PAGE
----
Tuesday 3 October 2023

Truths about Tax





      At a time when our  public services are clearly and obviously crumbling (schools literally, housing inadequate and unaffordable, health services strained beyond the limit, councils going bust, transport systems clogged, courts with an unacceptable backlog, prisons overflowing with mental patients and fivers with sewage) it beggars belief that none of our major parties have the courage  to tell us that we, the electorate, if we want them to be made “fit for purpose,” are going to have to pay.

Alarmingly,  even mainstream Conservatives are seriously calling for tax CUTS before the next election.  Labour is paralysed with fear and has ruled out any  income tax rises or a wealth tax, and we Liberal Democrats have dropped our proposal, first introduced in the now distant days of Paddy Ashdown, for an extra  penny on income tax for education.

All the  parties peddle the “something for nothing” concept that all our desires can be financed absolutely free through growth of the economy.

 Even if it were possible to produce enough sustainable growth  that wouldn’t further fry the planet and exhaust its non-renewable resources, such growth would take years, and the need, for schools, medical care, homes fit to live in and air fit to breath, is now.

The Tories hammer away at the fact that the UK’s tax take is at a 70 year high.  What they do  not say is that our tax take, compared with similar countries, is average to low (and most of the similar countries do not have 13 years of neglect to catch up on.)

Figures from the impartial OBR, for the most recent year available  (2021) show the UK’s percentage of GDP taken in tax  is 33.5%.  This is 3.3% BELOW  the G7 average, and 6.4% BELOW the average for the EU14 (similarly advanced developed countries).

So why have our political parties painted themselves into corners by promising not to raise taxes, and in one case to impoverish our public services even further by lowering them?

 It is surely time to stop pretending, treat the electorate as adults, and tell the truth 

 1. Stop calling taxation a “burden”: it  is the subscription we pay for the privilege of membership of a civilised and decently functioning society.

2.    2. If we want our society to come up to scratch and actually function decently we have to be prepared to pay.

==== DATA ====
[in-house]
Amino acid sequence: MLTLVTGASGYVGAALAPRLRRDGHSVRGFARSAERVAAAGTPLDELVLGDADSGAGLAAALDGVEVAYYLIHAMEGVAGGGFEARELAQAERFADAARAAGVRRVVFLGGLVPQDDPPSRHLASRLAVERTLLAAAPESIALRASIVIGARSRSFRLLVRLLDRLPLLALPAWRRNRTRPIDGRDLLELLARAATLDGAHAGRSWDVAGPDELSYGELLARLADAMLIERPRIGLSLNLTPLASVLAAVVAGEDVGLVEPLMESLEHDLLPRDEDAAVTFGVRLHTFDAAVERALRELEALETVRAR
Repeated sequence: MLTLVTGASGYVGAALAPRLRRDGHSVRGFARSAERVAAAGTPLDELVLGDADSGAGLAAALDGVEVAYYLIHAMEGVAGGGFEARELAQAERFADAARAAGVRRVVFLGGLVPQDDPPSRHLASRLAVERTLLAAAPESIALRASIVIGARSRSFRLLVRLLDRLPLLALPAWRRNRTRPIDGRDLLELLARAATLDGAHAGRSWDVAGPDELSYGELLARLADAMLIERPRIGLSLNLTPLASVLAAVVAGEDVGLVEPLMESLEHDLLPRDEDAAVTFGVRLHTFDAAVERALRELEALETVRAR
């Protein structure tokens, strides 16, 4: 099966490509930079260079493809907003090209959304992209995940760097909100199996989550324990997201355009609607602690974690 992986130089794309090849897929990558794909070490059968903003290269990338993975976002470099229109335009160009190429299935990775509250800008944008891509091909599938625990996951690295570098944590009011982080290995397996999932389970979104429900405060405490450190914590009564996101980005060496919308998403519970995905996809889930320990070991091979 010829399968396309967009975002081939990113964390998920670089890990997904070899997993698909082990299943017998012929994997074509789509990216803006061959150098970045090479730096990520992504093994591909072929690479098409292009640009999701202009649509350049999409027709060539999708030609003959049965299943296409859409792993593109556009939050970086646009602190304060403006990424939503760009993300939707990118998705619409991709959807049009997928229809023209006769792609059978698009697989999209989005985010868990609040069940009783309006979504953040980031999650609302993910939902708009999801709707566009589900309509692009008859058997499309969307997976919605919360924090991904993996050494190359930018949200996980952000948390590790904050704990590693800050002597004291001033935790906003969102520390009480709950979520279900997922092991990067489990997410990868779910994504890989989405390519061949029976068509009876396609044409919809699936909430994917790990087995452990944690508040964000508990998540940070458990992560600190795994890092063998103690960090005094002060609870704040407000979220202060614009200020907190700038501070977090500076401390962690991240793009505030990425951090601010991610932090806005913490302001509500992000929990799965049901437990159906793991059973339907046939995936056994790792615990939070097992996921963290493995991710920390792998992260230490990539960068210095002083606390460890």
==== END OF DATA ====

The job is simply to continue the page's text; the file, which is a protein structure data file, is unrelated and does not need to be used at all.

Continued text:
Given that the UK’s tax system, like Topsy,  has “just growed” in a haphazard  manner and subject to many eye-catching wheezes designed to encourage voters to support the government  of the time there is need for a root and branch reform of the system designed to promote fairness and, in particular, to engineer a shift from taxing “goods” such as employment  to “bads” such as pollution, unnecessary use of non-renewable resources and rentiers.

The progressive parties should advocate a Royal Commission or similar to consider and propose systemic reform.

In the meantime, a Professor Richard Murphy has identified a list of some 30 “reforms” which the parties have no yet ruled out, but could raise up to £50bn a year. They include:

·       Restricting tax relief on pension to the standard rate:

·       Subjecting landlords to NICs

·       Subjecting financial services to paying VAT.

On my personal list I would subject rising house  prices to CGT, place a Tobin-type tax on all financial transactions, and that old Liberal favourite, introduce site value rating on land.

 An article in today’s Guardian* by a Dr Prabhaker of the Open University suggests some interesting ways of raising revenue by curtailing or amending some of the many exemptions from taxation which have been introduced over the years.

 The need is to put behind us boosterish boasts about “World-leading Britain” and bring our public services, and our tax take to pay for them, up to average.




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